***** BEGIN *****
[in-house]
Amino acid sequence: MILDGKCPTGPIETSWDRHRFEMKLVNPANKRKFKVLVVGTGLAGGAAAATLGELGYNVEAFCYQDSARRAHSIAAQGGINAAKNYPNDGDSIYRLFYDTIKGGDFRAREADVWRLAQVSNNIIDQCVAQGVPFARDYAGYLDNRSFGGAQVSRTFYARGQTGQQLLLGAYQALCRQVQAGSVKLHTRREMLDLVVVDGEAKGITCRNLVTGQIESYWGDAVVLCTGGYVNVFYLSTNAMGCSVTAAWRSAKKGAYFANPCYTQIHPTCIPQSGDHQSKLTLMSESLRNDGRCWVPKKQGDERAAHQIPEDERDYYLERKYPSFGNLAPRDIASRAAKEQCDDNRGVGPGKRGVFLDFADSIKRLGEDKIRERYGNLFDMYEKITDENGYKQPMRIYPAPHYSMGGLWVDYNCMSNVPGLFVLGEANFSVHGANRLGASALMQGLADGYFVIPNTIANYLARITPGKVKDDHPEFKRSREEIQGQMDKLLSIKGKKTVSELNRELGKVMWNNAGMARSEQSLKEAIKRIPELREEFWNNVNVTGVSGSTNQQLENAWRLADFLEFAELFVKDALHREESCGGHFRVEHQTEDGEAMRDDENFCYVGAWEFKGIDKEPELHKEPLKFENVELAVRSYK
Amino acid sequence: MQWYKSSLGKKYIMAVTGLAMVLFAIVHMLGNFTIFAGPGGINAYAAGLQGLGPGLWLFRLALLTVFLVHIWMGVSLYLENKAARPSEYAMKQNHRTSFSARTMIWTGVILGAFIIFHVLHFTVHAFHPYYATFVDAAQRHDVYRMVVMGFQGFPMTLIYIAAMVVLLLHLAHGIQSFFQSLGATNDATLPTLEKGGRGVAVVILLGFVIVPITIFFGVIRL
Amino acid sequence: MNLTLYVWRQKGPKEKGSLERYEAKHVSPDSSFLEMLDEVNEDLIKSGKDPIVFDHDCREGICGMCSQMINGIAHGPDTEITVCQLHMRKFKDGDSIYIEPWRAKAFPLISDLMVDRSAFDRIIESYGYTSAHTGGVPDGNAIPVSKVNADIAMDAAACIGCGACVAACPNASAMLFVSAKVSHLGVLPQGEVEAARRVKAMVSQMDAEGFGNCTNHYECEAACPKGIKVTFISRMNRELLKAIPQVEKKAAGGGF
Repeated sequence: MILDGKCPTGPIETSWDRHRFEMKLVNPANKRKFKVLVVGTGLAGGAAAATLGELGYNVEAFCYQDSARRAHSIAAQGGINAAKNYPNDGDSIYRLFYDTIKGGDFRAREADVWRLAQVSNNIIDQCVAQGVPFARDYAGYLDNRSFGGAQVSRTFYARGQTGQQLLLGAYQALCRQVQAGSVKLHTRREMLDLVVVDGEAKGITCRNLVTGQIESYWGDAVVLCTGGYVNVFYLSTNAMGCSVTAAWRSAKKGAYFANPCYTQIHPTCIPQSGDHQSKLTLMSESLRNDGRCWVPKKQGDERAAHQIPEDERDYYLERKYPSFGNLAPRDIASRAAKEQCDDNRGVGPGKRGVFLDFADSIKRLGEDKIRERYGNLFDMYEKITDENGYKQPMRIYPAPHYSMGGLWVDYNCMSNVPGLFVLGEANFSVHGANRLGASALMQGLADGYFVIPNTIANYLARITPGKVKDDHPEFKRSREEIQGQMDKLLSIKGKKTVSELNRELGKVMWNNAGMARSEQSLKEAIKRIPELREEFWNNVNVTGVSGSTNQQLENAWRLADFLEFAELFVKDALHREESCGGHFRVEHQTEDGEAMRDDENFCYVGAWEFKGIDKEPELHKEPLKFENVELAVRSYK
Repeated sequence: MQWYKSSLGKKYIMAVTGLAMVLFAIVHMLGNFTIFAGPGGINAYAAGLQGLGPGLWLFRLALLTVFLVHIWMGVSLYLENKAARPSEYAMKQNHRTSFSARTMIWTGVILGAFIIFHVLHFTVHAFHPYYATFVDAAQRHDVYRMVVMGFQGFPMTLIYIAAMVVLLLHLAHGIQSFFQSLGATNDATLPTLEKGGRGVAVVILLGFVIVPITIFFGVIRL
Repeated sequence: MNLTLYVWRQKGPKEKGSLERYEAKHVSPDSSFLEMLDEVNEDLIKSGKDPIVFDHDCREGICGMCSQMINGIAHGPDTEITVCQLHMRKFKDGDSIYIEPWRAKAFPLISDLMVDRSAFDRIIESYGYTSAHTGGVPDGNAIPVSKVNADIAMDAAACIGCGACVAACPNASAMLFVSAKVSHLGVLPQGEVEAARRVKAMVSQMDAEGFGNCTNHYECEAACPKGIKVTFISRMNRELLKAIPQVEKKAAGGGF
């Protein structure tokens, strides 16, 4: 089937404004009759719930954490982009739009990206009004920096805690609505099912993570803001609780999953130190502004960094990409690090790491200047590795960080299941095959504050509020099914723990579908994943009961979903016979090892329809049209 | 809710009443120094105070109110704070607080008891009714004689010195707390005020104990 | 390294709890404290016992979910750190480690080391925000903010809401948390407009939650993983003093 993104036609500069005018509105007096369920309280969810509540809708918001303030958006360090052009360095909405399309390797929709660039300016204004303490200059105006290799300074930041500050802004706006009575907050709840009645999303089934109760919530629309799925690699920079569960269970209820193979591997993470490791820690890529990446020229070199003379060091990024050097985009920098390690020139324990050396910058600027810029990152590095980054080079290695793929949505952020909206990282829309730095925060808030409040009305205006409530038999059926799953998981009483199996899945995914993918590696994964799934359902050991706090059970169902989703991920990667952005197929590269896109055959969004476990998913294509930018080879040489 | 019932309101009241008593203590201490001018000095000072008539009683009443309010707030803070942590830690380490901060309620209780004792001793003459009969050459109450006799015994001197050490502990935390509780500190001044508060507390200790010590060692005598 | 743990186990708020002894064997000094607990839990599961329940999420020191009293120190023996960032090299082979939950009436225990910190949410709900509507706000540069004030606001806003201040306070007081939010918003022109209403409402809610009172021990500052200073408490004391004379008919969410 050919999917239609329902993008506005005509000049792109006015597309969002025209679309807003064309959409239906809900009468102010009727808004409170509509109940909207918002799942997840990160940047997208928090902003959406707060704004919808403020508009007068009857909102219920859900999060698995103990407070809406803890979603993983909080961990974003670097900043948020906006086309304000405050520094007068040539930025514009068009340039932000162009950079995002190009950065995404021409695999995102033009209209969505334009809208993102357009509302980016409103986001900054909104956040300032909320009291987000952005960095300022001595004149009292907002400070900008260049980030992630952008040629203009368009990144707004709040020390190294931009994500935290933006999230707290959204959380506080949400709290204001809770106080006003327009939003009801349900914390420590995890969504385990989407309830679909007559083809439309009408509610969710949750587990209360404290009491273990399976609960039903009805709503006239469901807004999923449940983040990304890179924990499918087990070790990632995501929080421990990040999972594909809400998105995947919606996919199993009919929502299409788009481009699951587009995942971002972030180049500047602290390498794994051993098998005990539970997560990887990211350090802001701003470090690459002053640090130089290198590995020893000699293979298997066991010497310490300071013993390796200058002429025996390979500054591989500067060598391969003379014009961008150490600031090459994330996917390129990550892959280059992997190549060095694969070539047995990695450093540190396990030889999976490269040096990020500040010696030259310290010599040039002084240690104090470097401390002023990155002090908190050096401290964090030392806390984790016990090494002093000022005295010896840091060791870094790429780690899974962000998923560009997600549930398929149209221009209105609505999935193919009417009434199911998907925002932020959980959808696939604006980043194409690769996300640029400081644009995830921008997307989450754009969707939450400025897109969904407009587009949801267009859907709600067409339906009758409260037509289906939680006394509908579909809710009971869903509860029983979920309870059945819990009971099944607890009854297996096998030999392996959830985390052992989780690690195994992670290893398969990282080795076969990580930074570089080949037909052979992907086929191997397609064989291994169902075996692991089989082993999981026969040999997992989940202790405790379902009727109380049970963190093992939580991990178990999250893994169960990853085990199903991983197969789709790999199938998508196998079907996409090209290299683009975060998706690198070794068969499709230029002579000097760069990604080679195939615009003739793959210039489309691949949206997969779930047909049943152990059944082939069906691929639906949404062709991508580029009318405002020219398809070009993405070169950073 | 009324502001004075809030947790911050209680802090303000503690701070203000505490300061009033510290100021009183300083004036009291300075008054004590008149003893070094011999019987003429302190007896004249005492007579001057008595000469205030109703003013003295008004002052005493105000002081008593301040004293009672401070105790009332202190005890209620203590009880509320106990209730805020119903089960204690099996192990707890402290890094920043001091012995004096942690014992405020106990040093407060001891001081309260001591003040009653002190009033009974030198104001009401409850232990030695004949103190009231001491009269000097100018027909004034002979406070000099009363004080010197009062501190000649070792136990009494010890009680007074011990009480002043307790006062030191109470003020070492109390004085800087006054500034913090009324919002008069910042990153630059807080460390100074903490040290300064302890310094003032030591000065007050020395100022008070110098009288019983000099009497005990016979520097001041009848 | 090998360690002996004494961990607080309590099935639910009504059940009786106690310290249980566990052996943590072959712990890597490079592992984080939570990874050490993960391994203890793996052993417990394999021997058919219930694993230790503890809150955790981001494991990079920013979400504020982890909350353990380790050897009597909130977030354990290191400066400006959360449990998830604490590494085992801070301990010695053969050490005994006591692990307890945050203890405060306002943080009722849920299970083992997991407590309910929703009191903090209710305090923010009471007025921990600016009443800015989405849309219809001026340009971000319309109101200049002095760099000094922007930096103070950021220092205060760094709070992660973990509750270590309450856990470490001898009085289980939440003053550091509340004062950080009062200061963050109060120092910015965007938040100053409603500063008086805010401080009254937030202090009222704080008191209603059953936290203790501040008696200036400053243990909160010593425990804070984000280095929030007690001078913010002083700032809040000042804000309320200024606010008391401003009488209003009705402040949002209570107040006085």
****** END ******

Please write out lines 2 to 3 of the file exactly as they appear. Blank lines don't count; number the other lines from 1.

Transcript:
Amino acid sequence: MILDGKCPTGPIETSWDRHRFEMKLVNPANKRKFKVLVVGTGLAGGAAAATLGELGYNVEAFCYQDSARRAHSIAAQGGINAAKNYPNDGDSIYRLFYDTIKGGDFRAREADVWRLAQVSNNIIDQCVAQGVPFARDYAGYLDNRSFGGAQVSRTFYARGQTGQQLLLGAYQALCRQVQAGSVKLHTRREMLDLVVVDGEAKGITCRNLVTGQIESYWGDAVVLCTGGYVNVFYLSTNAMGCSVTAAWRSAKKGAYFANPCYTQIHPTCIPQSGDHQSKLTLMSESLRNDGRCWVPKKQGDERAAHQIPEDERDYYLERKYPSFGNLAPRDIASRAAKEQCDDNRGVGPGKRGVFLDFADSIKRLGEDKIRERYGNLFDMYEKITDENGYKQPMRIYPAPHYSMGGLWVDYNCMSNVPGLFVLGEANFSVHGANRLGASALMQGLADGYFVIPNTIANYLARITPGKVKDDHPEFKRSREEIQGQMDKLLSIKGKKTVSELNRELGKVMWNNAGMARSEQSLKEAIKRIPELREEFWNNVNVTGVSGSTNQQLENAWRLADFLEFAELFVKDALHREESCGGHFRVEHQTEDGEAMRDDENFCYVGAWEFKGIDKEPELHKEPLKFENVELAVRSYK
Amino acid sequence: MQWYKSSLGKKYIMAVTGLAMVLFAIVHMLGNFTIFAGPGGINAYAAGLQGLGPGLWLFRLALLTVFLVHIWMGVSLYLENKAARPSEYAMKQNHRTSFSARTMIWTGVILGAFIIFHVLHFTVHAFHPYYATFVDAAQRHDVYRMVVMGFQGFPMTLIYIAAMVVLLLHLAHGIQSFFQSLGATNDATLPTLEKGGRGVAVVILLGFVIVPITIFFGVIRL